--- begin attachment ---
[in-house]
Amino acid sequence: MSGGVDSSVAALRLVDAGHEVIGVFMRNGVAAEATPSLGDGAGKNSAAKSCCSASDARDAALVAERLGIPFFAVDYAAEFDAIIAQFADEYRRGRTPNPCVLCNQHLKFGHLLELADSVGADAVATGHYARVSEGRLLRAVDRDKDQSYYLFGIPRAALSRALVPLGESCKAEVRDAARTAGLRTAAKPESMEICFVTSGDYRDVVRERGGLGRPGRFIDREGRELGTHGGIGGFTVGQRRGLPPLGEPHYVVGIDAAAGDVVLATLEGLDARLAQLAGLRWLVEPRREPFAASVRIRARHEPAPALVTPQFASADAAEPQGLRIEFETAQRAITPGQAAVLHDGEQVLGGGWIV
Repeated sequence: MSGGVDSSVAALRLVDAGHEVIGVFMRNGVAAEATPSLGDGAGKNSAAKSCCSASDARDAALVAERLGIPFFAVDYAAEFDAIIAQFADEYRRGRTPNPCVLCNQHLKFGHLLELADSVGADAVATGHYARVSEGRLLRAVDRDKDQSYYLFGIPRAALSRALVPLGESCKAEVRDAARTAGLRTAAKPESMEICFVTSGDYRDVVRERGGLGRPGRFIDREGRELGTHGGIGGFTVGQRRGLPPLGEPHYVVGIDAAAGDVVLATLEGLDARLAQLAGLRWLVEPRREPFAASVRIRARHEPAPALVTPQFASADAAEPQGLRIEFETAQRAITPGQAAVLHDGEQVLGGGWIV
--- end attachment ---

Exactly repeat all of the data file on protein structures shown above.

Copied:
[in-house]
Amino acid sequence: MSGGVDSSVAALRLVDAGHEVIGVFMRNGVAAEATPSLGDGAGKNSAAKSCCSASDARDAALVAERLGIPFFAVDYAAEFDAIIAQFADEYRRGRTPNPCVLCNQHLKFGHLLELADSVGADAVATGHYARVSEGRLLRAVDRDKDQSYYLFGIPRAALSRALVPLGESCKAEVRDAARTAGLRTAAKPESMEICFVTSGDYRDVVRERGGLGRPGRFIDREGRELGTHGGIGGFTVGQRRGLPPLGEPHYVVGIDAAAGDVVLATLEGLDARLAQLAGLRWLVEPRREPFAASVRIRARHEPAPALVTPQFASADAAEPQGLRIEFETAQRAITPGQAAVLHDGEQVLGGGWIV
Repeated sequence: MSGGVDSSVAALRLVDAGHEVIGVFMRNGVAAEATPSLGDGAGKNSAAKSCCSASDARDAALVAERLGIPFFAVDYAAEFDAIIAQFADEYRRGRTPNPCVLCNQHLKFGHLLELADSVGADAVATGHYARVSEGRLLRAVDRDKDQSYYLFGIPRAALSRALVPLGESCKAEVRDAARTAGLRTAAKPESMEICFVTSGDYRDVVRERGGLGRPGRFIDREGRELGTHGGIGGFTVGQRRGLPPLGEPHYVVGIDAAAGDVVLATLEGLDARLAQLAGLRWLVEPRREPFAASVRIRARHEPAPALVTPQFASADAAEPQGLRIEFETAQRAITPGQAAVLHDGEQVLGGGWIV